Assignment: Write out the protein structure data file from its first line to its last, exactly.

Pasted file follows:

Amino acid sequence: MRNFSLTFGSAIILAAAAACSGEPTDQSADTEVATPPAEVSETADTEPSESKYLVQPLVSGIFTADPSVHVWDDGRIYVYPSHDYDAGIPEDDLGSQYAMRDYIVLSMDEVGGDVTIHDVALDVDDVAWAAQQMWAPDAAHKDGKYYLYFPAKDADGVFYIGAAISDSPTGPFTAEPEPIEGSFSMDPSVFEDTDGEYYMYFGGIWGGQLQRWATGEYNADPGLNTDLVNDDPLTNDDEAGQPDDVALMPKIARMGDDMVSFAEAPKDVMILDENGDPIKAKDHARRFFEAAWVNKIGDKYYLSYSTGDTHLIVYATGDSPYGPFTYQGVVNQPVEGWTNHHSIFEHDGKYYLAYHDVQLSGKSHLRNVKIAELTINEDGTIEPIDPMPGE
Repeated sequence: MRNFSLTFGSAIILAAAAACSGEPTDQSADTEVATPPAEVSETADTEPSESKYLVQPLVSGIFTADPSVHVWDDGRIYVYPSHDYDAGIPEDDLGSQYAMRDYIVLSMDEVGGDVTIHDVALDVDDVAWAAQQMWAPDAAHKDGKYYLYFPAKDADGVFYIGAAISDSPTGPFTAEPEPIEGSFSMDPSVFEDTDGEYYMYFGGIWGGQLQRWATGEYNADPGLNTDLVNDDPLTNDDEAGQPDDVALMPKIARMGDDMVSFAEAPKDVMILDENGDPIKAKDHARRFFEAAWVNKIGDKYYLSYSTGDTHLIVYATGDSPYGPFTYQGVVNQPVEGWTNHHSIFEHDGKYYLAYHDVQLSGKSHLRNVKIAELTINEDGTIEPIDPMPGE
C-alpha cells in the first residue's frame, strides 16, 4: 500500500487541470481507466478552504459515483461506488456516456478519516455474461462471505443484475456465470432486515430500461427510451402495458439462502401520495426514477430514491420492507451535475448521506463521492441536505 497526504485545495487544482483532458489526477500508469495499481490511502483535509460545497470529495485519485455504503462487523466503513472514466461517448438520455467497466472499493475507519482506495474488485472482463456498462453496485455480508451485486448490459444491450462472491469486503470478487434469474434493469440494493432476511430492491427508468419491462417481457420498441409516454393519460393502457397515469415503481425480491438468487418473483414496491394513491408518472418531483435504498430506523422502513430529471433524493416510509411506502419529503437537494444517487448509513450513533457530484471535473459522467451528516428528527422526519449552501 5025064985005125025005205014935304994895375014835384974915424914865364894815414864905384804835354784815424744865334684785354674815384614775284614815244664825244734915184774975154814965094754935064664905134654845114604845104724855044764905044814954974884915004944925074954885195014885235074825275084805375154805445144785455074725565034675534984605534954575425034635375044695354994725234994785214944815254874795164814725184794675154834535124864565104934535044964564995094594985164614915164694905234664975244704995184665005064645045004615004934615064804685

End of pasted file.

Amino acid sequence: MRNFSLTFGSAIILAAAAACSGEPTDQSADTEVATPPAEVSETADTEPSESKYLVQPLVSGIFTADPSVHVWDDGRIYVYPSHDYDAGIPEDDLGSQYAMRDYIVLSMDEVGGDVTIHDVALDVDDVAWAAQQMWAPDAAHKDGKYYLYFPAKDADGVFYIGAAISDSPTGPFTAEPEPIEGSFSMDPSVFEDTDGEYYMYFGGIWGGQLQRWATGEYNADPGLNTDLVNDDPLTNDDEAGQPDDVALMPKIARMGDDMVSFAEAPKDVMILDENGDPIKAKDHARRFFEAAWVNKIGDKYYLSYSTGDTHLIVYATGDSPYGPFTYQGVVNQPVEGWTNHHSIFEHDGKYYLAYHDVQLSGKSHLRNVKIAELTINEDGTIEPIDPMPGE
Repeated sequence: MRNFSLTFGSAIILAAAAACSGEPTDQSADTEVATPPAEVSETADTEPSESKYLVQPLVSGIFTADPSVHVWDDGRIYVYPSHDYDAGIPEDDLGSQYAMRDYIVLSMDEVGGDVTIHDVALDVDDVAWAAQQMWAPDAAHKDGKYYLYFPAKDADGVFYIGAAISDSPTGPFTAEPEPIEGSFSMDPSVFEDTDGEYYMYFGGIWGGQLQRWATGEYNADPGLNTDLVNDDPLTNDDEAGQPDDVALMPKIARMGDDMVSFAEAPKDVMILDENGDPIKAKDHARRFFEAAWVNKIGDKYYLSYSTGDTHLIVYATGDSPYGPFTYQGVVNQPVEGWTNHHSIFEHDGKYYLAYHDVQLSGKSHLRNVKIAELTINEDGTIEPIDPMPGE
C-alpha cells in the first residue's frame, strides 16, 4: 500500500487541470481507466478552504459515483461506488456516456478519516455474461462471505443484475456465470432486515430500461427510451402495458439462502401520495426514477430514491420492507451535475448521506463521492441536505 497526504485545495487544482483532458489526477500508469495499481490511502483535509460545497470529495485519485455504503462487523466503513472514466461517448438520455467497466472499493475507519482506495474488485472482463456498462453496485455480508451485486448490459444491450462472491469486503470478487434469474434493469440494493432476511430492491427508468419491462417481457420498441409516454393519460393502457397515469415503481425480491438468487418473483414496491394513491408518472418531483435504498430506523422502513430529471433524493416510509411506502419529503437537494444517487448509513450513533457530484471535473459522467451528516428528527422526519449552501 5025064985005125025005205014935304994895375014835384974915424914865364894815414864905384804835354784815424744865334684785354674815384614775284614815244664825244734915184774975154814965094754935064664905134654845114604845104724855044764905044814954974884915004944925074954885195014885235074825275084805375154805445144785455074725565034675534984605534954575425034635375044695354994725234994785214944815254874795164814725184794675154834535124864565104934535044964564995094594985164614915164694905234664975244704995184665005064645045004615004934615064804685